Effective, efficient teamwork is the cornerstone of any good business. And the cornerstone of any successful team is good leadership—men and women who understand how to push their teammates and bring out the best in those around them. Whether dealing in-house or with outside partners, companies depend on good leaders, not just to get the job done but, to get the job done well.
Here are 4 steps you can take today to become a better leader in the workplace:
Say Good Morning
The last thing you want as a leader is someone who feels they can slack off or disengage. So don’t let them! Say hello in the morning. Make sure every team member feels involved and appreciated. When each member feels like an integral part of the unit, team morale improves. Improved morale translates into improved performance.
Keep an Eye Out
Good leaders learn as much as possible about their teammates—their strengths and weaknesses, hopes and worries, even their interests. Keep an eye out for anything one of your teammates might find useful or interesting. If you find something, send it their way! Attach a short personal note like, “hey, thought you might like this.” Show them they’re on your mind, and that you’re willing to help them however, whenever.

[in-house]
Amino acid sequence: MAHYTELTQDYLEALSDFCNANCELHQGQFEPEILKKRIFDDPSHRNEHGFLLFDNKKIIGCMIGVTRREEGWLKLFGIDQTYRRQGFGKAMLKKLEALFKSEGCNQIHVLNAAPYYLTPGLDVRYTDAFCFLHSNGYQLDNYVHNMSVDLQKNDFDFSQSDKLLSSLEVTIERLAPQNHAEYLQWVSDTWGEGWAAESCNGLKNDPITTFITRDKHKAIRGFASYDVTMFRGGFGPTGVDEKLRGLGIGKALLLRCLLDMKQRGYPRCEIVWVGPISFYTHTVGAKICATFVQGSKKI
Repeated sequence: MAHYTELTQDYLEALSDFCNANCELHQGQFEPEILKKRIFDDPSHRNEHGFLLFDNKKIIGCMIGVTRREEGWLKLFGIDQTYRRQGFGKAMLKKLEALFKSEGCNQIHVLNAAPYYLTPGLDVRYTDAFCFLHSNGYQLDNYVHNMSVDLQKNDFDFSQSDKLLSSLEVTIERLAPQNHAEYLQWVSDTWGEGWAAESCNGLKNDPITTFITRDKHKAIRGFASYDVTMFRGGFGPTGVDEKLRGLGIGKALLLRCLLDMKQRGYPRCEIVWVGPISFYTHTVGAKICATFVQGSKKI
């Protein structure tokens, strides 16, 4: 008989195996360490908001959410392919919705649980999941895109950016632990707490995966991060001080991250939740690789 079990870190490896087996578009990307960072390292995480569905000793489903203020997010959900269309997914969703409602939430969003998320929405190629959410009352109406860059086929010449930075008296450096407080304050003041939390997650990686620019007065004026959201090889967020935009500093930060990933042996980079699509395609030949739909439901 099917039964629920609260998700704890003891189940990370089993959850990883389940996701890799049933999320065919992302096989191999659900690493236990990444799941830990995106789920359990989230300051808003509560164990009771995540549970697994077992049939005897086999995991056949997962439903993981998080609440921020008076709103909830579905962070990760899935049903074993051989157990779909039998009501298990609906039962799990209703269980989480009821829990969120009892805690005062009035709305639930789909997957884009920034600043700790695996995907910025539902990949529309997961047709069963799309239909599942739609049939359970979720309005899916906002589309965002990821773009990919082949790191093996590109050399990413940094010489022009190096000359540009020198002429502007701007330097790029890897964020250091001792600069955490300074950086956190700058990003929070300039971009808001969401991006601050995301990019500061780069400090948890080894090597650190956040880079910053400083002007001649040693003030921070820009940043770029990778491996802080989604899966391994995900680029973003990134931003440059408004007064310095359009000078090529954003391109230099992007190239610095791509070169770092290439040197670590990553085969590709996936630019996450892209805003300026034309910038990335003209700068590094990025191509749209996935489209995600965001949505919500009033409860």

Say Thank You
When a teammate or partner does a good job, let them know! Try sending a handwritten thank you or congratulations to show you’re appreciation. They will want to do their very best for you again in the future.
Stay in Touch
It’s critically important to keep your teammates plugged in. Steady communication helps keep the unit organized and focused. Teammates need to know who is doing what, and how they can help each other. Nobody is in this alone! Regular email correspondence to discuss questions, concerns, offer feedback and brainstorm is an effective way to build constructive working relationships. Oh, and be sure to hit “reply all” for messages relevant to the group. You don’t want to make anyone feel left out!
Follow these steps to make sure you and your teammates are performing at your peak!
This information originally appeared in a Business News Daily post by Deborah Sweeney.